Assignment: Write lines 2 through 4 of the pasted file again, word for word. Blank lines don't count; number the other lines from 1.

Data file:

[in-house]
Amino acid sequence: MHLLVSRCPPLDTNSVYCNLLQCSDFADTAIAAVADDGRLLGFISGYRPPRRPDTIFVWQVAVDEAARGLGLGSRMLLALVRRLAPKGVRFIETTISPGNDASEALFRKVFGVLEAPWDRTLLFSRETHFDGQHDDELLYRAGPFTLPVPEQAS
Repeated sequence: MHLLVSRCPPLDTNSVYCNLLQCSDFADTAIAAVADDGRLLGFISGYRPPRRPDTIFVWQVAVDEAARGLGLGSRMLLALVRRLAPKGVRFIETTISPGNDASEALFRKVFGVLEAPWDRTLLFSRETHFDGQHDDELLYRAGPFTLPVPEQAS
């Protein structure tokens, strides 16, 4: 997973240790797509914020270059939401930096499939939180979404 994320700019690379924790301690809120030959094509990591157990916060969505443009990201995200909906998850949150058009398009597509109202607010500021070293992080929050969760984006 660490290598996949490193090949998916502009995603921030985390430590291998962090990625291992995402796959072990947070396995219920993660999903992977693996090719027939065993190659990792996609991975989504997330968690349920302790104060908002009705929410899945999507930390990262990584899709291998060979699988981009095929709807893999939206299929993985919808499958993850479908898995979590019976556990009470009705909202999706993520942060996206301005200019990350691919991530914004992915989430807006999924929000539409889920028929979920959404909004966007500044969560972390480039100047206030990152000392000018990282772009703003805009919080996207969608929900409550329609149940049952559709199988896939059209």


Amino acid sequence: MHLLVSRCPPLDTNSVYCNLLQCSDFADTAIAAVADDGRLLGFISGYRPPRRPDTIFVWQVAVDEAARGLGLGSRMLLALVRRLAPKGVRFIETTISPGNDASEALFRKVFGVLEAPWDRTLLFSRETHFDGQHDDELLYRAGPFTLPVPEQAS
Repeated sequence: MHLLVSRCPPLDTNSVYCNLLQCSDFADTAIAAVADDGRLLGFISGYRPPRRPDTIFVWQVAVDEAARGLGLGSRMLLALVRRLAPKGVRFIETTISPGNDASEALFRKVFGVLEAPWDRTLLFSRETHFDGQHDDELLYRAGPFTLPVPEQAS
């Protein structure tokens, strides 16, 4: 997973240790797509914020270059939401930096499939939180979404 994320700019690379924790301690809120030959094509990591157990916060969505443009990201995200909906998850949150058009398009597509109202607010500021070293992080929050969760984006 660490290598996949490193090949998916502009995603921030985390430590291998962090990625291992995402796959072990947070396995219920993660999903992977693996090719027939065993190659990792996609991975989504997330968690349920302790104060908002009705929410899945999507930390990262990584899709291998060979699988981009095929709807893999939206299929993985919808499958993850479908898995979590019976556990009470009705909202999706993520942060996206301005200019990350691919991530914004992915989430807006999924929000539409889920028929979920959404909004966007500044969560972390480039100047206030990152000392000018990282772009703003805009919080996207969608929900409550329609149940049952559709199988896939059209």